Rabbi Elie Abadie was previously based in New York, where, over the years, he was the spiritual leader of two different shuls, including the Safra Synagogue in Manhattan. The 60-year-old rabbi, who was born in Beirut, Lebanon, answered the call a few months ago for a rabbinical leader of the Arab Gulf States, which, through the good offices of President Trump, were entering into new peace deals with Israel.

Rabbi Abadie now lives in Dubai in the United Arab Emirates, and the news this week is that he is in the midst of organizing the Jewish communities of the Gulf States, which include Bahrain, Qatar, Oman, Saudi Arabia, and several others in the area. The number of Jews in all those countries combined may come to several thousand in total. He says that since his announcement this week, members of the miniscule Jewish communities of Egypt and Jordan have already reached out to him.

While it’s probably accurate that Jews from around the world will not be packing up and moving to any of these Gulf States anytime soon, they will be opening a new dimension for Jewish and kosher tourists in the future.

I suggested this idea when I spoke with Rabbi Abadie on Monday and he agreed, with one rejoinder. He said that he does not discount the possibility that Jews living in Europe and dealing with growing anti-Semitism in many of those countries may see some of these Gulf countries as a place to move to and in which they can set up a home without having to deal with Jew hatred.

That would be quite a reversal, if you can imagine that: Jews fleeing Europe, knowing that they can be treated with dignity and respect in Arab countries. What a jolt to reality something like that would signal.

Last week on the front page of this newspaper we featured a photograph of our old friend Gabriel Boxer, also known as “The Kosher Guru,” who spent a week in Morocco as a guest of the government there, consulting with officials of the tourist ministry on how to attract more Jewish kosher-consuming guests to the country.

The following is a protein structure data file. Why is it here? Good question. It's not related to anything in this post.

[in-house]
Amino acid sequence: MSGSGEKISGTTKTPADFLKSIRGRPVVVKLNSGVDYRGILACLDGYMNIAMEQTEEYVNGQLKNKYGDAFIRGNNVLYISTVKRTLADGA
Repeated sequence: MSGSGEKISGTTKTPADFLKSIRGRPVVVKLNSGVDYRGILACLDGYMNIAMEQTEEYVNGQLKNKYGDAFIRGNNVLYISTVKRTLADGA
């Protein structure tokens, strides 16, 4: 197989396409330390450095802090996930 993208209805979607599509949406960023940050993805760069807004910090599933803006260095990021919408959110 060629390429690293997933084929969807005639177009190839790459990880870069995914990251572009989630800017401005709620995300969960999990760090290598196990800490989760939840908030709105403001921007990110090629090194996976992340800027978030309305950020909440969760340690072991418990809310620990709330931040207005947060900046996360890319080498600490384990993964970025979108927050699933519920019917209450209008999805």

One of the things that Gabe shared with me the other day was an inquiry by government officials in Morocco who were curious about why Jews were flocking to the Emirates by the thousands. Certainly being able to travel freely to and tour Arab countries is a great novelty to Jewish travelers who were previously not just unwelcome but unable to fly into or even over any of those countries.

The Moroccan officials talked to Gabe about the deep and rich history of Jewish life in the country, and the fact is that we have been able to travel to and visit Morocco all along. But still, travel there was limited, and now, according to available tourism information, more than 50,000 Jewish visitors have flown into the Emirates and Bahrain over the last few months. Morocco is hoping for some of that business forward.

For example, the Rambam was born and lived in Fez for a while. During his lifetime, more than 1,000 years ago, Jews in Morocco were given a choice of either converting to Islam or facing death. The Rambam wrote “The Epistle of Martyrdom,” which gave Jews permission, if you will, to live as “Crypto-Jews”—that means Muslim in public and Jews in their private lives at home.

As for Rabbi Abadie, he is excited about the future possibilities of what diplomatic relations and open borders between Israel and the Gulf States will mean for Israel’s image in the world and the great contribution of peace that continues to develop in the Middle East.

Right now on the drawing board are the establishment of a beit din, the construction of a mikveh, and introducing widespread availability of kosher food, which probably includes the opening of kosher restaurants over the near term. While construction of a mikveh has not begun yet, the rabbi says that these countries—especially the Emirates, which is a compilation of islands, and Bahrain—are located on the water. “There are natural bodies of water everywhere,” he says.